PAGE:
Here, we want to make a hidden element to show on a webpage. As discussed earlier in the article, we always have to target the particular HTML element we want to manipulate first before going ahead with the manipulation. In the code snippet below, I used the getElementById() method to target the p element via its id="demo". Then I set the style display property to none so that whenever a user clicks on the Try it button, the contents of the paragraph tag will no longer show on the webpage.

<!doctype html>
<html>
  <head>
    <title>Hiding an HTML Element on a Webpage</title>
  </head>

  <body>
    <p id="demo" style="display: block;"> I will disappear if you click on the button below</p>
    <button onclick="myFunction()">Try it</button>

    <script>
      function myFunction(){
          document.getElementById("demo").style="display:none";
        }
    </script>
  </body>
</html>

Conclusion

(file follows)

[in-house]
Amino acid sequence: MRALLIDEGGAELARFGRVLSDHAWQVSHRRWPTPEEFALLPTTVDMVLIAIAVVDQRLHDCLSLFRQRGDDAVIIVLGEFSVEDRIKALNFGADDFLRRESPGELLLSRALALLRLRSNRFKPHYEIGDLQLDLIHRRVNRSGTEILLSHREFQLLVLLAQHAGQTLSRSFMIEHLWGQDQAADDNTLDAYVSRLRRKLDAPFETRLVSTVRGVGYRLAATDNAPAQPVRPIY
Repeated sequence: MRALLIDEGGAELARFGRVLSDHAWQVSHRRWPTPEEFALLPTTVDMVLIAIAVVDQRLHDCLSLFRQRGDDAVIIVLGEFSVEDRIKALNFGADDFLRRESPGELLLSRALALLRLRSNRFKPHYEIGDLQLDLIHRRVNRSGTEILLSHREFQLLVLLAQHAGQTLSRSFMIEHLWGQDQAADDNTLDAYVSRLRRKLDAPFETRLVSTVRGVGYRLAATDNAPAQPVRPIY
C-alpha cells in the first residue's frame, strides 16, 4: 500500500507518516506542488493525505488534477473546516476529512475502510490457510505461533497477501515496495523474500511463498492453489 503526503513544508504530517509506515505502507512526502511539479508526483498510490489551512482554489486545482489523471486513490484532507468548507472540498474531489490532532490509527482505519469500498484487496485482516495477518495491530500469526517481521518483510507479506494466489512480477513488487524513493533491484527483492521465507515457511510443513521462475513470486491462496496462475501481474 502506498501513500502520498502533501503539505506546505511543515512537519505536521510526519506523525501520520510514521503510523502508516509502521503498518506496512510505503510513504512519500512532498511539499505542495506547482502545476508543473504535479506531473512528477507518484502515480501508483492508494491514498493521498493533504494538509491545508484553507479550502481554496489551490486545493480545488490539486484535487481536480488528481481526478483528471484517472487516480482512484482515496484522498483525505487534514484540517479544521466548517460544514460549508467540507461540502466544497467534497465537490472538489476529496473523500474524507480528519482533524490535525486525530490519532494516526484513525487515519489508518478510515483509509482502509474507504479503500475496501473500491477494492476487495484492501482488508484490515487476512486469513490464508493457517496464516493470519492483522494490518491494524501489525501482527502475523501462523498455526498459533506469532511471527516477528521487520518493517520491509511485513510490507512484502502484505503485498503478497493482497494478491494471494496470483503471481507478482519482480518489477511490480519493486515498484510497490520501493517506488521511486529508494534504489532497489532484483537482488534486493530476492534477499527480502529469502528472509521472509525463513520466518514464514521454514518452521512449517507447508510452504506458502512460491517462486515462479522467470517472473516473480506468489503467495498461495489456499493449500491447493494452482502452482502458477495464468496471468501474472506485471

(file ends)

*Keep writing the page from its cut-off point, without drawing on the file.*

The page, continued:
The importance of understanding the DOM cannot be overemphasized and I hope this tutorial was helpful enough to ignite the need to study the DOM further, and to further explore targeting and manipulating HTML elements on the webpage.

Resources

This article only covers how to get started with the DOM so I curated a list of useful resources to help you learn more about the DOM.

Like this article? Follow @didicodes on Twitter.

Awopetu Rasheed Oluwadamilare's photo

Thanks for this Well explained and well structured even with the diagram example. Looking forward to see the continuation of this ma. 🥰🥰🥰

Edidiong Asikpo's photo

Software Engineer at Interswitch Group

It's really good to know you found the article useful. Thank you for reading.